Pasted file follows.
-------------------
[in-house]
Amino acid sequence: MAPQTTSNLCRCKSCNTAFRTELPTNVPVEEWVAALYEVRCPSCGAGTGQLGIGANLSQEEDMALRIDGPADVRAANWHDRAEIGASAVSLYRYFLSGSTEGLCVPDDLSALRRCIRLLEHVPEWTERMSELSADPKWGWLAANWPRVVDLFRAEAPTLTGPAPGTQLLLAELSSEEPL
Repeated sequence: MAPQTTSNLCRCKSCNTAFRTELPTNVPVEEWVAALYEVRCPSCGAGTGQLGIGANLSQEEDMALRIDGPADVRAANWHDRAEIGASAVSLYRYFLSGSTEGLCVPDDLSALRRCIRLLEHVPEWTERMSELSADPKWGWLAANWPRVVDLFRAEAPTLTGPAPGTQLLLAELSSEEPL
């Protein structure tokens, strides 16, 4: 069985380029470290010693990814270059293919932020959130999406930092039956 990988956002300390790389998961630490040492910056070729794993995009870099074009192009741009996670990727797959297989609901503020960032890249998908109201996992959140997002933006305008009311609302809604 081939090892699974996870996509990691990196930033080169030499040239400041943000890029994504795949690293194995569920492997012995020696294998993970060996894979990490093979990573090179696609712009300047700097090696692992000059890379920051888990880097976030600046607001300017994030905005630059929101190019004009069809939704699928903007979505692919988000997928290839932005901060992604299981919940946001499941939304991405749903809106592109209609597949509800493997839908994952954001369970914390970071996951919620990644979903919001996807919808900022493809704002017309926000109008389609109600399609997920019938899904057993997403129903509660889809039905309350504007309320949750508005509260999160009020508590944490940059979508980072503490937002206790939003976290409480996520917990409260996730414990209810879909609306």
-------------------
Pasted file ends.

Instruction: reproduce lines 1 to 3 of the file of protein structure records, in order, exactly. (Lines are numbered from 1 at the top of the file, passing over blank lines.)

[in-house]
Amino acid sequence: MAPQTTSNLCRCKSCNTAFRTELPTNVPVEEWVAALYEVRCPSCGAGTGQLGIGANLSQEEDMALRIDGPADVRAANWHDRAEIGASAVSLYRYFLSGSTEGLCVPDDLSALRRCIRLLEHVPEWTERMSELSADPKWGWLAANWPRVVDLFRAEAPTLTGPAPGTQLLLAELSSEEPL
Repeated sequence: MAPQTTSNLCRCKSCNTAFRTELPTNVPVEEWVAALYEVRCPSCGAGTGQLGIGANLSQEEDMALRIDGPADVRAANWHDRAEIGASAVSLYRYFLSGSTEGLCVPDDLSALRRCIRLLEHVPEWTERMSELSADPKWGWLAANWPRVVDLFRAEAPTLTGPAPGTQLLLAELSSEEPL